A monolithic architecture is the traditional unified model for the design of a software program. Monolithic, in this context, means composed all in one piece. Monolithic software is designed to be self-contained; components of the program are interconnected and interdependent rather than loosely coupled as is the case with modular software programs

These 2 definitions above (one of the first results in Google) have 2 shared assumptions.

First, they define that this architecture assumes that all parts of the system form one deployment unit – I will agree with that.

The second shared assumption of these definitions is that they assume a lack of modularity in such architecture and I will definitely disagree with that. The phrases “interwoven, rather than containing architecturally separate components” and “components of the program are interconnected and interdependent rather than loosely coupled” very negatively characterize this architecture, assuming that everything is mixed in them. It may be so, but it doesn’t have to be. It is not the ultimate attribute of the Monolith.

To sum up, Monolith is nothing more than a system that has exactly one deployment unit. No less no more.

Modularization

I’ve defined what Monolith means, let’s get to second aspect: Modularity.

What does it mean that something is modular according to the English Dictionary?

Consisting of separate parts that, when combined, form a complete whole/made from a set of separate parts that can be joined together to form a larger object

and Modularization itself:

The design or production of something in separate sections

Because it is a general definition, it is not enough for the programming world. Let’s use a more specific technical one about Modular programming:

Modular programming is a software design technique that emphasizes separating the functionality of a program into independent, interchangeable modules, such that each contains everything necessary to execute only one aspect of the desired functionality. A module interface expresses the elements that are provided and required by the module. The elements defined in the interface are detectable by other modules. The implementation contains the working code that corresponds to the elements declared in the interface.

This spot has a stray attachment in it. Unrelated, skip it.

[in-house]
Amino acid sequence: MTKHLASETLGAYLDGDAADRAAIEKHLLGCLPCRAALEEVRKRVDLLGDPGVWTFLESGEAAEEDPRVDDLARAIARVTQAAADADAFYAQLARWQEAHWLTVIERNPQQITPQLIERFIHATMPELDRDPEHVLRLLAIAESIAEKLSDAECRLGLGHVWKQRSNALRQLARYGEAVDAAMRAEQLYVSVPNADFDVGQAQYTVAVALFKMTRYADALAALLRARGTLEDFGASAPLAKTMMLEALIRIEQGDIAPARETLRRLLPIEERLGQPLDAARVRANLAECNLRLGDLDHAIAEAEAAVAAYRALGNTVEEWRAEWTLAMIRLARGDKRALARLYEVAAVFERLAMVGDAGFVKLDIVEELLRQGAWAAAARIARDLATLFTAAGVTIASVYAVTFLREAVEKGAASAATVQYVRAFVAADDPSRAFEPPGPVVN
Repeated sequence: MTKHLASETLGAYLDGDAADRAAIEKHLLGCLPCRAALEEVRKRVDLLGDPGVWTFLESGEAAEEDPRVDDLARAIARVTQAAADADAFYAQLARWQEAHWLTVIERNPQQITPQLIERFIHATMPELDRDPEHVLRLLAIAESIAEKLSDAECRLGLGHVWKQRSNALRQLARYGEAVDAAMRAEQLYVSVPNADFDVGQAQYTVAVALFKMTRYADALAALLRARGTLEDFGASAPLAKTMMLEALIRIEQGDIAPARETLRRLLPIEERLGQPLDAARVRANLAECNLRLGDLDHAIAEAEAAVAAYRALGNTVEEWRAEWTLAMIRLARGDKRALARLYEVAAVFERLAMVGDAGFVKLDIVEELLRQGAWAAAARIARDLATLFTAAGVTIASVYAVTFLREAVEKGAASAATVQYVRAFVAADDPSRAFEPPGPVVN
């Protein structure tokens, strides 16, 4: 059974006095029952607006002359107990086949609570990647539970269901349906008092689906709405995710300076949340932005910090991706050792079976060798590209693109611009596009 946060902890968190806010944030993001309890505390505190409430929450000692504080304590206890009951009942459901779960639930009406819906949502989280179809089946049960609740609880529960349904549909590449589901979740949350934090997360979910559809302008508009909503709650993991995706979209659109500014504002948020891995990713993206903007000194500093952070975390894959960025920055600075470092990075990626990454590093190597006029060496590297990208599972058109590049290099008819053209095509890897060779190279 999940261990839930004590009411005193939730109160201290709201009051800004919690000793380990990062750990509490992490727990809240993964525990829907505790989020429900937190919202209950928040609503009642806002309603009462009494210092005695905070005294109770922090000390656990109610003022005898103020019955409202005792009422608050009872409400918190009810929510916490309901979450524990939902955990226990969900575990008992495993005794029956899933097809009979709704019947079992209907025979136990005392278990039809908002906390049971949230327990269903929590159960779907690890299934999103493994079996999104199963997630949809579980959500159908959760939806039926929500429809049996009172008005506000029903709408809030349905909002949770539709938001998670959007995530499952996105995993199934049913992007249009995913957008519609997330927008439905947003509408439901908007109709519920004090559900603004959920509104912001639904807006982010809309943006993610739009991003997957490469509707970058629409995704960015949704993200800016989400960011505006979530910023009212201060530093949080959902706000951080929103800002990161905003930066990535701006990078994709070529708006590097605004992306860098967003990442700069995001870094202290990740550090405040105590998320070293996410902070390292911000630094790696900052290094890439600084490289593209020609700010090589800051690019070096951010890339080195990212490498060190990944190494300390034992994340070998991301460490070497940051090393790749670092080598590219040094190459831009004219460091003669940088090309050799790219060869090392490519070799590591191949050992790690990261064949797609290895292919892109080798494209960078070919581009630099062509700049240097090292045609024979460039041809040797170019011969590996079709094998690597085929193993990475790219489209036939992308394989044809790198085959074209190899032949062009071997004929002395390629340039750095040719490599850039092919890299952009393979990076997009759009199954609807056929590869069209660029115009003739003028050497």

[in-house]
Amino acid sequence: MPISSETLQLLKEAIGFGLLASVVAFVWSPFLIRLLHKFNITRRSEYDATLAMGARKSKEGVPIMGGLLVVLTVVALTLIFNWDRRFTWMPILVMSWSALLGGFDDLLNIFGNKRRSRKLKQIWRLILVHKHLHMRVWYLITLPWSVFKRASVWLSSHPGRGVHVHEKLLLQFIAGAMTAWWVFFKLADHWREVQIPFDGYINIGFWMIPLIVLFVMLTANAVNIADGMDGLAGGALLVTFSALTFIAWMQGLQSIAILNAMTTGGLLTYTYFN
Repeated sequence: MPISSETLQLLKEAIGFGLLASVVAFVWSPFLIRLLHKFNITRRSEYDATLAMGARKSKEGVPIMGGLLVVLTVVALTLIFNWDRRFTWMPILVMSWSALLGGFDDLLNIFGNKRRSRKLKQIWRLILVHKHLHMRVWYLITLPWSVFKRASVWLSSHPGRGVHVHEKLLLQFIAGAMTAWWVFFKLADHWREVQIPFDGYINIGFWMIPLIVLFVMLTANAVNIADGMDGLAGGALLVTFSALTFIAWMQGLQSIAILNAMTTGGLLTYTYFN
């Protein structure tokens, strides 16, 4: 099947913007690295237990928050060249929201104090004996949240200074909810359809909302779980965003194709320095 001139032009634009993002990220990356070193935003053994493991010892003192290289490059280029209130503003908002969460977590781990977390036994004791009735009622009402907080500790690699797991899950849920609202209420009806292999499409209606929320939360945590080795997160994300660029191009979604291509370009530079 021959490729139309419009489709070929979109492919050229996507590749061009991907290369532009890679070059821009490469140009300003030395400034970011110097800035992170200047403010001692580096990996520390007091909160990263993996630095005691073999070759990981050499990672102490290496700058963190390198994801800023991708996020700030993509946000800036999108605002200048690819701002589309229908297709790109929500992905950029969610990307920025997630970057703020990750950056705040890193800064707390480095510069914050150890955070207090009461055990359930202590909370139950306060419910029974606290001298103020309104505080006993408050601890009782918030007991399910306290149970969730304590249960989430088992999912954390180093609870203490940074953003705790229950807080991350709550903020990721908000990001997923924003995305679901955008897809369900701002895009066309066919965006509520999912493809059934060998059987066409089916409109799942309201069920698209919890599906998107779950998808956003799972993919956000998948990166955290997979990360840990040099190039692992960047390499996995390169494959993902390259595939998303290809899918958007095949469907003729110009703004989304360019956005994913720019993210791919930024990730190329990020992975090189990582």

Several important issues have been raised here. In order to have modular architecture, you must have modules and these modules:

  • a) must be independent and interchangeable and
  • b) must have everything necessary to provide desired functionality and
  • c) must have defined interface

Let’s see what these assumptions mean.

Module must be independent and interchangeable

For the module to meet these assumptions, as the name implies, it should be independent. Of course, it is impossible for it to be completely independent because then it means that it does not integrate with other modules. The module will always depend on something, but dependencies should be kept to a minimum. According to the principle: Loose Coupling, Strong Cohesion.

In the diagram below on the left we have a module that has a lot of dependencies and you can definitely not say that it is independent. On the other hand, on the right, the situation is the opposite – the module contains a minimum of dependencies and they are more loose, it is finally more independent:

Module independence
Module independence

However, the number of dependencies is just one measure of how well our module is independent. The second measure is how strong the dependency is. In other words, do we call it very often using multiple methods or occasionally using one or a few methods?

Strong/Weak dependency
Strong/Weak dependency

In the first case, it is possible that we have defined the boundaries of our modules incorrectly and we should merge both modules if they are closely related:

Modules merged
Modules merged

The last attribute affecting the independence of the module is the frequency of changes of the modules on which it depends on. As you can guess – the less often they are changed, the more the module is independent. On the other hand, if changes are frequent – we must change our module often and it loses its independence:

Module stability
Module stability

To sum up, the module’s independence is determined by three main factors:

  • number of dependencies
  • strength of dependenies
  • stability of the modules on which the module depends on